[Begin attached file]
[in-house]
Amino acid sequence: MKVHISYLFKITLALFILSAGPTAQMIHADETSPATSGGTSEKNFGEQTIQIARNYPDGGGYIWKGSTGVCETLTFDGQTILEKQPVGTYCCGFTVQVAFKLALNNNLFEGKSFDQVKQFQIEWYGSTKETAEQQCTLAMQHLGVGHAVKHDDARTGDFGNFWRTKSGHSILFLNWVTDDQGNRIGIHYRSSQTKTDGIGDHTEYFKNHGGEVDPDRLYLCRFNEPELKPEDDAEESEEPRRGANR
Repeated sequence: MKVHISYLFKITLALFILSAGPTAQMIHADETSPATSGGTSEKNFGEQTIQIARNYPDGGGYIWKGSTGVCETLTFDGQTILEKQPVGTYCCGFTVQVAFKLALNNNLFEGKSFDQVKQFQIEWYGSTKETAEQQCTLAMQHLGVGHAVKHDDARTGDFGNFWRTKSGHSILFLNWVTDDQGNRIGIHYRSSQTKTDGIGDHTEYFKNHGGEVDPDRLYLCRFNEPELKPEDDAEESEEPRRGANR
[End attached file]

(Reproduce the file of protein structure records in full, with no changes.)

[in-house]
Amino acid sequence: MKVHISYLFKITLALFILSAGPTAQMIHADETSPATSGGTSEKNFGEQTIQIARNYPDGGGYIWKGSTGVCETLTFDGQTILEKQPVGTYCCGFTVQVAFKLALNNNLFEGKSFDQVKQFQIEWYGSTKETAEQQCTLAMQHLGVGHAVKHDDARTGDFGNFWRTKSGHSILFLNWVTDDQGNRIGIHYRSSQTKTDGIGDHTEYFKNHGGEVDPDRLYLCRFNEPELKPEDDAEESEEPRRGANR
Repeated sequence: MKVHISYLFKITLALFILSAGPTAQMIHADETSPATSGGTSEKNFGEQTIQIARNYPDGGGYIWKGSTGVCETLTFDGQTILEKQPVGTYCCGFTVQVAFKLALNNNLFEGKSFDQVKQFQIEWYGSTKETAEQQCTLAMQHLGVGHAVKHDDARTGDFGNFWRTKSGHSILFLNWVTDDQGNRIGIHYRSSQTKTDGIGDHTEYFKNHGGEVDPDRLYLCRFNEPELKPEDDAEESEEPRRGANR